junction as I have to weld the first tube before the second
can
go on.
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The front end in detail showing the front module with


steering
rack mount. The two front stays join the front module at
quite
a low angle and only just fit on top of the square box
section
without hanging over the edge. It will be very difficult to
weld
the acute angle with TIG.
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When profiling tubes for the chassis there are several factors to get right. The ends have to have the correct shape to fit the tube or
tubes they
are butting up to, the tube has to be the correct length and the shaped ends have to be orientated correctly to each other. The
method below
demonstrates a technique to aid the shaping of multiple tubes. It involves using a cardboard tube to duplicate the tube end profile to
another tube. Often a mirror image is required and this is obtained by turning the tube inside out. Cardboard tubes can also be used
to give an aproximate shape for a complex profile.

Due to the symmetrical nature of the chassis many of the


tubes
are duplicated on each side but in mirror image. To speed
up
the tube profiling process I make templates of the shape of
the tube ends, then transfer to the new tube.
The first stage is to make a template of the first tube as
shown
above. The cardboard is wrapped tightly around the tube
and
taped. It is then cut to match the tube profile. Here it has
been
slid down the tube .
--------------------------------------------------------------

This picture shows the template removed from the tube.


Note
that both ends have been copied onto the template. This
means that the new tube will be the correct length with
the
ends in the correct orientation to each other. On longer
tubes
each end is done separately and the orientation done using
judgment.

--------------------------------------------------------------

The template is then turned inside out by removing the


tape
reversing and taping onto the new tube, again tape it on
tightly.
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The new tube is then shaped to match the template. I do


the
final fitting by trying the tube on the chassis. This ensures
a
perfect fit.
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This picture shows the fit between tubes which I try to


get.
This ensures a better weld.

Welding the chassis was a long task. It is important that I


spread the welding around to minimize heat build up and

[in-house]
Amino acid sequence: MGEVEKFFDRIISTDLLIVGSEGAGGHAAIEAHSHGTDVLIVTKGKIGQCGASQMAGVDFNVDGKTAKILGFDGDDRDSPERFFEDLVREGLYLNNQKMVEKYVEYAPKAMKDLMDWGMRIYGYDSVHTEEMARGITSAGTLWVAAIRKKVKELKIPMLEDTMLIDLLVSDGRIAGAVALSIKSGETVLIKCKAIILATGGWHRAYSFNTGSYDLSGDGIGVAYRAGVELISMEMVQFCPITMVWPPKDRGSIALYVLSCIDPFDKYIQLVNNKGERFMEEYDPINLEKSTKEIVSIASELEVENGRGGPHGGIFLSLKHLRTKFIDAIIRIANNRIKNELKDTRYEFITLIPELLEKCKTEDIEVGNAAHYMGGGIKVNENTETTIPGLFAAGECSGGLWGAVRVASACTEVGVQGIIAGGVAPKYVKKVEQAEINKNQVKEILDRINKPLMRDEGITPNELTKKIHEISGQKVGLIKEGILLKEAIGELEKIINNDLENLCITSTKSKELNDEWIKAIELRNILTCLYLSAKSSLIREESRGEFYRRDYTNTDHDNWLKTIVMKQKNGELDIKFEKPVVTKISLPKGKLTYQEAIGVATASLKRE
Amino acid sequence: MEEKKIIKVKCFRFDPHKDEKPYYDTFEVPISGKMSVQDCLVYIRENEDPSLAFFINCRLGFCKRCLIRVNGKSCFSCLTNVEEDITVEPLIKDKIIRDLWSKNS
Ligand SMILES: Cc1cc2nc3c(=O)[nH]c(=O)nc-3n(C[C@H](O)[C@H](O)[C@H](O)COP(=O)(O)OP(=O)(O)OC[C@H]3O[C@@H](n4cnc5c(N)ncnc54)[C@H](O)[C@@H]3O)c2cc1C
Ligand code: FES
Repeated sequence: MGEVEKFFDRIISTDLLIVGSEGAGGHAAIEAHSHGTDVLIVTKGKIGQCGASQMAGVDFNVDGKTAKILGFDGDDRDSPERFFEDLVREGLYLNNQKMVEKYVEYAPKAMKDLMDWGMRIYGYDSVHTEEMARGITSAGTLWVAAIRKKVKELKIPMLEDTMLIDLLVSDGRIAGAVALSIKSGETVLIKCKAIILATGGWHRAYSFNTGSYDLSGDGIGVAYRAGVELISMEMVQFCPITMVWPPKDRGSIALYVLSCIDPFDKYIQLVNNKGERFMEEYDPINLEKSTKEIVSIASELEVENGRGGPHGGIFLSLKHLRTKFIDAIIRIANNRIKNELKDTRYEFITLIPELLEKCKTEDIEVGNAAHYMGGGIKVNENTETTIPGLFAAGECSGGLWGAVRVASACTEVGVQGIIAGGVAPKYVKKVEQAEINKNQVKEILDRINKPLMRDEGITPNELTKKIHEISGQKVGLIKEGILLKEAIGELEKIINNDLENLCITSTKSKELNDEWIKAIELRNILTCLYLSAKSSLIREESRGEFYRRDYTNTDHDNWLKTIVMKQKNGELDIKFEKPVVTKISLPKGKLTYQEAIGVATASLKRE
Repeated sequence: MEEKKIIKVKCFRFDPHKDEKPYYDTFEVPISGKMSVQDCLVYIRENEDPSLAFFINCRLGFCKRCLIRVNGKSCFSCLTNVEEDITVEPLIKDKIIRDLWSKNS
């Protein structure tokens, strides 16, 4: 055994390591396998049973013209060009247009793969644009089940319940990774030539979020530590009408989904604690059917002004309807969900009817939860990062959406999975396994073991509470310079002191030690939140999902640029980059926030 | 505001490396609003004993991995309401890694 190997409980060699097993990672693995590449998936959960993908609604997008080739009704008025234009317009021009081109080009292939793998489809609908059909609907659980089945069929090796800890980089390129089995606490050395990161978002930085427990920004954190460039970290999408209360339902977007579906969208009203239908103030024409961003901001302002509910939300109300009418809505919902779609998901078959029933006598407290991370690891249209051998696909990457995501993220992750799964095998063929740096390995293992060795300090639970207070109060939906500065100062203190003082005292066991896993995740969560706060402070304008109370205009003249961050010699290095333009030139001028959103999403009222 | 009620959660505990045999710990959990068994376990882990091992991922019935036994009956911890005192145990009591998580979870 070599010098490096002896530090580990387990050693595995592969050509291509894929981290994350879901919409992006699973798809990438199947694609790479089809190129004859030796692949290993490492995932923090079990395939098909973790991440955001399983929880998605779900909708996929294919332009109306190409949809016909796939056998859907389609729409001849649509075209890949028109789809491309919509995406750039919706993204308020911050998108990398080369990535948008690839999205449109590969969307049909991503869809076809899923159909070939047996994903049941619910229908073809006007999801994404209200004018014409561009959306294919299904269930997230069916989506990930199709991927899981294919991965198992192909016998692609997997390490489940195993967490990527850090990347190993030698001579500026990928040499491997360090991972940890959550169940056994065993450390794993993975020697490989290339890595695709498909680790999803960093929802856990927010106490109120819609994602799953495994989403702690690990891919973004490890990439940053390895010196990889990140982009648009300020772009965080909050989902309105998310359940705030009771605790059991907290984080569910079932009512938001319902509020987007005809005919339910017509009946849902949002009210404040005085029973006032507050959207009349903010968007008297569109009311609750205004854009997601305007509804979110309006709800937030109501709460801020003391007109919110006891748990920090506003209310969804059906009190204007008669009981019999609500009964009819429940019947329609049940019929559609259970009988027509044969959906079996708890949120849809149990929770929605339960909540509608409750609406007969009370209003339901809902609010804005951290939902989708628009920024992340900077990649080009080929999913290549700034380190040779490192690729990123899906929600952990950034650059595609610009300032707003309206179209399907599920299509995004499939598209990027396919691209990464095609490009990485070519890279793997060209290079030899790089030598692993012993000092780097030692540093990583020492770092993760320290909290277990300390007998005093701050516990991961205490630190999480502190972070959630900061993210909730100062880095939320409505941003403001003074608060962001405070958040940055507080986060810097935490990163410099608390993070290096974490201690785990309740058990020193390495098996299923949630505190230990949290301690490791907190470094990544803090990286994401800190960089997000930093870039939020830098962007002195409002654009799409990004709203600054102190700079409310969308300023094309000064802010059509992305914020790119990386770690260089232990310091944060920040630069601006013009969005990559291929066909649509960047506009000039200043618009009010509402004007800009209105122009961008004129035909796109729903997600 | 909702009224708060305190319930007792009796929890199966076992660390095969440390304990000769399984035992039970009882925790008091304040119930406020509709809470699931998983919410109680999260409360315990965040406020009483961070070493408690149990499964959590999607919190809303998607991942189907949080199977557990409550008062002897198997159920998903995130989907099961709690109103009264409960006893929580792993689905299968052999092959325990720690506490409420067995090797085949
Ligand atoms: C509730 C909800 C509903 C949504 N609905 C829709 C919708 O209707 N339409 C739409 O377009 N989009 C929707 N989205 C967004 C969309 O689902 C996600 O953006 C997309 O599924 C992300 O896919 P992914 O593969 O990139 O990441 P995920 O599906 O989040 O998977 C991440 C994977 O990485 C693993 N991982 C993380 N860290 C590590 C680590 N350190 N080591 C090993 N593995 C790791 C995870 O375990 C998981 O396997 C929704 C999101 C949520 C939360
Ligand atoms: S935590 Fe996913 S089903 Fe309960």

thus
distortion. It is also vital to be positioned correctly to get a
neat weld. This means the hands have to be resting on
something solid at around the wrist. To achieve this meant
using blocks and G cramps.
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The chassis was put on its side for a lot of the welding
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The basic chassis frame completed. Now its just ( ! ) a


matter
of attaching everything to it.
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This is a view of the underside and shows how the bottom


rails bend to go around the engine.
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The next job was to mount the engine. To get it into


position it
has to go in through the roof. This necessitates a
removable
member.
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John`s words of wisdom. READ THIS WHILE THE PICTURES ARE LOADING.
Even though building a car is a massive project with a lot of work there will be times when you may well be stuck for something to
do. This can be avoided with careful planning. The secret is to have as many jobs to do that can be done at any time and leaving
them as emergency work as long as possible. Concentrate your time and efforts only on the tasks that are vital to the continuation of
the project. These are the tasks which are effectively preventing you from doing many other jobs. It is also helpful if you can have
several different avenues of work that you can proceed down.
The main reason that you may run out of work to do is because you are waiting for other people. This could be subcontract work or
suppliers of parts. The way to reduce this problem is to give them all as much time as possible. For example the propshaft. The time
to get a propshaft made is as soon as the engine and gearbox and differential are mounted. Not the day before the first outing. There
is so much work to do after the basic engine mounting it will give any propshaft shop plenty of time to get the job done. Plan and
think ahead, anticipate your work routine and ensure you always have something to do.

This picture shows the engine in position with induction so


I
can work out where the pedals and engine mounts can go.

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This is a close up of the induction and pedal positions. I


have
designed the pedals and their mountings and drawn them